Once again, residents of downtown neighborhoods have been told to be patient about the impacts of employee parking spilling onto their streets. That's been the city's consistent refrain for years as neighborhoods have been increasingly inundated with employees working in bustling downtown offices who opt against purchasing parking permits for city lots and garages.
On Tuesday, the City Council complicated and delayed the day of reckoning by combining efforts to address the current parking problems with an evaluation of overall future development downtown and an assessment of future parking needs as more development occurs.
To city residents, it's just more of the same. The study plans adopted by the Council will likely delay any further action on residential parking issues for at least a year, probably longer.
To be sure, the dynamics of downtown parking are complicated and affected by many different variables. And some good work is being done to improve the utilization of existing city garages.
But relief for downtown residents can't wait for the financing and construction of hypothetical future parking garages years from now.
After a long discussion Tuesday, the council voted 8-1 to assess the potential parking needs for new downtown development and to look again at utilization of parking-garage space and whether construction of another garage is warranted.
While these studies will shed some light on what the city can do to provide adequate parking downtown in anticipation of more development, there is nothing in either one to provide direct relief for the neighborhoods. The only minor help came when the council narrowly approved short-term measures creating some loading zones and issuing permits for the few Professorville residents whose homes do not have any off-street parking.
As they have before, council members acknowledged that solving the long-standing parking shortage will be a challenge. Mayor Yiaway Yeh said the action is "the start of what I know is a significant undertaking."
But perhaps a more telling assessment is the varying points of view offered by business and neighborhood representatives, who have been working over the last two years with city planners to find a solution. Russ Cohen, executive director of the Downtown Business and Professional Association, expressed support for the parking study and the city's effort to solve the parking problem.
Richard Brand, who lives on Addison Avenue in Professorville, was decidedly less enthusiastic. The council should focus on parking shortages in the neighborhood, he said, rather than relating the problems in Professorville with the downtown as a whole.
Member Karen Holman picked up the neighborhood torch, calling downtown parking a "systemic problem" that needs a solution soon, adding that the city should act soon to create a residential permit-parking program in the downtown neighborhoods. She cast the lone no-vote on the plan, which she said was due to her dissatisfaction that the plans did not have a specific timeline.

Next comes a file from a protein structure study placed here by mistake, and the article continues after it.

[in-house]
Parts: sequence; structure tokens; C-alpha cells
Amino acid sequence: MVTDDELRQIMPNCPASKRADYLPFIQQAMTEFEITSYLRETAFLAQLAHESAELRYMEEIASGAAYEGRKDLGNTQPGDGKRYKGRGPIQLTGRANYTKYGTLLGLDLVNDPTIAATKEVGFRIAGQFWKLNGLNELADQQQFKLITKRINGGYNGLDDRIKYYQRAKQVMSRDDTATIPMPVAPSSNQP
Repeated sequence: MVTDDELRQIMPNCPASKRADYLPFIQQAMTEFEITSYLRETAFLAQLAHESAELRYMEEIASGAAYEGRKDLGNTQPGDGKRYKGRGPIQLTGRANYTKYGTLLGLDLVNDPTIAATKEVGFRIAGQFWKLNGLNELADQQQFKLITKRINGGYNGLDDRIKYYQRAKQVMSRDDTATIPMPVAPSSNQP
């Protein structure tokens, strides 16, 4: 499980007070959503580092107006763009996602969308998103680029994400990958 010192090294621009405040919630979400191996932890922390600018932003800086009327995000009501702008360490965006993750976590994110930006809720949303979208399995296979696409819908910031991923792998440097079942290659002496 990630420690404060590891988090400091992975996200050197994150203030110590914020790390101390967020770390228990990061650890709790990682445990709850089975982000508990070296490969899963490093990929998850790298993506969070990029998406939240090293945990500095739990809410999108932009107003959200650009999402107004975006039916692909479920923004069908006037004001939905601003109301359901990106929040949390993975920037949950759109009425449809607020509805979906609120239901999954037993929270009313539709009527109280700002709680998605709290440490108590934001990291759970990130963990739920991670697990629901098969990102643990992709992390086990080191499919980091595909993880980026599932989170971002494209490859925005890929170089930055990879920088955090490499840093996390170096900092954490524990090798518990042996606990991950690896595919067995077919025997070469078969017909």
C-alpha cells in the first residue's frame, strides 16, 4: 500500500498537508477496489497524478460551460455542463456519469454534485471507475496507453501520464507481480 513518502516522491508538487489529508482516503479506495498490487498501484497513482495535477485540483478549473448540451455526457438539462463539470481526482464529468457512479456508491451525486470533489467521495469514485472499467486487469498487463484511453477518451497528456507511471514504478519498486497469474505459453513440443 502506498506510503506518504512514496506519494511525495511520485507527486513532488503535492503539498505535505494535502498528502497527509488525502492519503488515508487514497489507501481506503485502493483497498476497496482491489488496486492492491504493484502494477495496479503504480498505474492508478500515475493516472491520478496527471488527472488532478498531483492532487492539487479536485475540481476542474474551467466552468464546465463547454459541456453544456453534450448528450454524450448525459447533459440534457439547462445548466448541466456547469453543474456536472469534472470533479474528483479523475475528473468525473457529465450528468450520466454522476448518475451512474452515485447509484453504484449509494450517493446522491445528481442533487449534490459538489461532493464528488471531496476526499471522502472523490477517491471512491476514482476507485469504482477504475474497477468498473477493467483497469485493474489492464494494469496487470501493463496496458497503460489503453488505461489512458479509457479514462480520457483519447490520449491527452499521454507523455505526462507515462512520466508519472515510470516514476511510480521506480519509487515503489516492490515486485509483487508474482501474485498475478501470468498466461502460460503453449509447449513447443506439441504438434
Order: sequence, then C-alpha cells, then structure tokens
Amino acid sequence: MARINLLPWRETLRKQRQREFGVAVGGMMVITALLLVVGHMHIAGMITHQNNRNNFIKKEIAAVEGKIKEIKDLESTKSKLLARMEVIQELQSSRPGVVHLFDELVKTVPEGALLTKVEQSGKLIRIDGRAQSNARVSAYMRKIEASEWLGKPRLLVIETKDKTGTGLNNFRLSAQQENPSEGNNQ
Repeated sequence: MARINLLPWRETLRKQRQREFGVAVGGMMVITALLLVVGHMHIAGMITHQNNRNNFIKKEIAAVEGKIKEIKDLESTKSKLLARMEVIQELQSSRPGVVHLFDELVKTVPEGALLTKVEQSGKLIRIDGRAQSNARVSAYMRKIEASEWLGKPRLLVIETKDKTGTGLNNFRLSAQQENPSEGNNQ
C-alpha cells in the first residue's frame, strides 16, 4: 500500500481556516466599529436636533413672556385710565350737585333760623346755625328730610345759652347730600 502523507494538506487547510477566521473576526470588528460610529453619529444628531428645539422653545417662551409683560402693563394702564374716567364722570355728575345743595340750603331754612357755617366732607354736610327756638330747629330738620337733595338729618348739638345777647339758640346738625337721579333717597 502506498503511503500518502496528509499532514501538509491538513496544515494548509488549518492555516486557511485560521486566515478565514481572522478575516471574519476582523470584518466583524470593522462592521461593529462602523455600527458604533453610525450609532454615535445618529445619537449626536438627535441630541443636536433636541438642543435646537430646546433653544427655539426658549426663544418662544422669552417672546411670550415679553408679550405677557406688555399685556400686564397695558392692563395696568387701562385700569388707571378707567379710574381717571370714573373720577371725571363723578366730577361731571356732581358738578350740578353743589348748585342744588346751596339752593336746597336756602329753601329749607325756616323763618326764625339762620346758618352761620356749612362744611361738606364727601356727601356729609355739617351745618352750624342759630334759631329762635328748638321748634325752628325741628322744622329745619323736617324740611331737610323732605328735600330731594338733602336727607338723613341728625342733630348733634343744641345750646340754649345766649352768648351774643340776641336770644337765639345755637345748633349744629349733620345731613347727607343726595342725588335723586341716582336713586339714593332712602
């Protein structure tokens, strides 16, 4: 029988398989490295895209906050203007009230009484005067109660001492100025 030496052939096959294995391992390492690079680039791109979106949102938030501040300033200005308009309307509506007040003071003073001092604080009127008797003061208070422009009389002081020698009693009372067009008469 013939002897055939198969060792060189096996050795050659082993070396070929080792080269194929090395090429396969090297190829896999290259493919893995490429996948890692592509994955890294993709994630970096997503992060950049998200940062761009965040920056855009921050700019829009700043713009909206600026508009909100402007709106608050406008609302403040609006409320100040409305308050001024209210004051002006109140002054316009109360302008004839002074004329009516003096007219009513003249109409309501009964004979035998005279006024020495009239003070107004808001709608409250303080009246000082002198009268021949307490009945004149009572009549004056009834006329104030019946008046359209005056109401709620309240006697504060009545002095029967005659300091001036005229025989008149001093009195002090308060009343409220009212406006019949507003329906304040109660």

Council member Greg Schmid said the staff should do more work to accurately assess the scope of the downtown parking problem. Schmid called parking a "critical" issue that will require staff resources be spent on finding out whether the city has a "systemic deficit" in parking.
The council and staff's reluctance to implement a residential parking-permit system is in part based on the fear that it will leave employees with insufficient places to park, and then deprive shoppers of easily accessible short-term parking in city lots as employees move around their cars.
Those are important concerns, but until there is 100 percent utilization of all permit-only parking spaces in city lots and garages, the city is not managing its parking program to maximum efficiency.
That's why the highest priority, as Schmid suggested, should be to focus on defining just how big a parking shortage we have. Without that knowledge, the city has no idea how many spaces it will take to meet downtown demand, present or future, and also entice downtown workers away from parking in neighborhoods.
Some overdue improvements in the permit system are coming soon in response to direction given by council in July. Just a year ago studies showed that 1,200 of the city's 3,000-plus downtown parking spaces were vacant much of the time due to an unwieldy and poorly managed permit system and to an unwillingness of employees to buy permits when they can park free in the neighborhoods. An online management system is about to be implemented that will enable the city to release permits weekly, rather than on the old quarterly schedule that increased wait times. It should improve utilization of available parking space and make it easier for employees to acquire permits.
But the patience of downtown residents is understandably running out, and the council should be including the development of a residential permit-parking system in the staff's work plan. Otherwise, a year from now we could be no closer to actually solving this problem, in spite of a large pile of consultants' reports.